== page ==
I am equally passionate about my twin worlds of discovery: art and science. As a scientist at the University of Bristol, working on Alzheimer’s disease, my artistic aim is to use glass on metal to explore and crystallise scientific ideas.
The themes which particularly interest me are of memory, our perception of reality and the idea of ‘clarity from a distance’, both spatial and temporal. My work follows the concepts of uncovering our buried past and facing long forgotten memories that we stumble across. I have tried to portray this in the context of archaeological digs, underground maps, or even as jetsam washed up on the beach.
I use mainly copper because of the superb and often unexpected interactions that are possible with each type of enamel or temperature used. Generally my pieces can be hand-held simply because I love feeling and touching enamels and seeing them change their mood in different light sources.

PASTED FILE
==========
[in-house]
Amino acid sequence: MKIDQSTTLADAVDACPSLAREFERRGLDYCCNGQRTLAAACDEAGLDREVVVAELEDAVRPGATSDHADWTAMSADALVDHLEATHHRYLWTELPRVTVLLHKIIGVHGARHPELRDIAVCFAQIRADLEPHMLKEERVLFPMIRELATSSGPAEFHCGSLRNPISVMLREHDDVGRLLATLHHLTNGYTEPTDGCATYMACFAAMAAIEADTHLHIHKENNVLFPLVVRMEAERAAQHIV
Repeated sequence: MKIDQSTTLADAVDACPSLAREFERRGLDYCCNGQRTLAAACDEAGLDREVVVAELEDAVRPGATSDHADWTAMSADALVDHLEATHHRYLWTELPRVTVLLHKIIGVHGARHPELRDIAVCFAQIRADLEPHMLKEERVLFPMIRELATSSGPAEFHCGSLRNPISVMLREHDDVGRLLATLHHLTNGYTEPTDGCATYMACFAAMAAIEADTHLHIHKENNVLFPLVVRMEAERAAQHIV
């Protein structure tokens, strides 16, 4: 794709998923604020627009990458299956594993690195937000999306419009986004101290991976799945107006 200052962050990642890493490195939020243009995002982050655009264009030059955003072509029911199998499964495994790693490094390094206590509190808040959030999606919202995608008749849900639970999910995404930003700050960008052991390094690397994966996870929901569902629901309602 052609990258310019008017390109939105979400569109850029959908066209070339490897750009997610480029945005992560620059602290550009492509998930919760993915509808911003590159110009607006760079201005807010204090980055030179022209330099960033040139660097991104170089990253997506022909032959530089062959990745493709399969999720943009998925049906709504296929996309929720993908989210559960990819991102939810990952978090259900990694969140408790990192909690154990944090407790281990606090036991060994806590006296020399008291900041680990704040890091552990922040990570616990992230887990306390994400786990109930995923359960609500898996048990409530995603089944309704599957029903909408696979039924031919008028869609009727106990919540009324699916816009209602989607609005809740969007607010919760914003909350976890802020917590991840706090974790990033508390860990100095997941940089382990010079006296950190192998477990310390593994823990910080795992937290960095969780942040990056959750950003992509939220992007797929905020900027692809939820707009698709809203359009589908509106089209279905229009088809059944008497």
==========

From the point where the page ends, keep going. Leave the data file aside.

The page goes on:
At the moment I am working mainly in two dimensions but I have begun to explore the third dimension as a way of providing a further opportunity to cover and uncover ‘treasures’ that may be hidden below. The creation and interpretation of our shared realities are where science and art meet. I would like to use glass on metal to examine the boundaries between these disciplines and to find a way forward which unites them.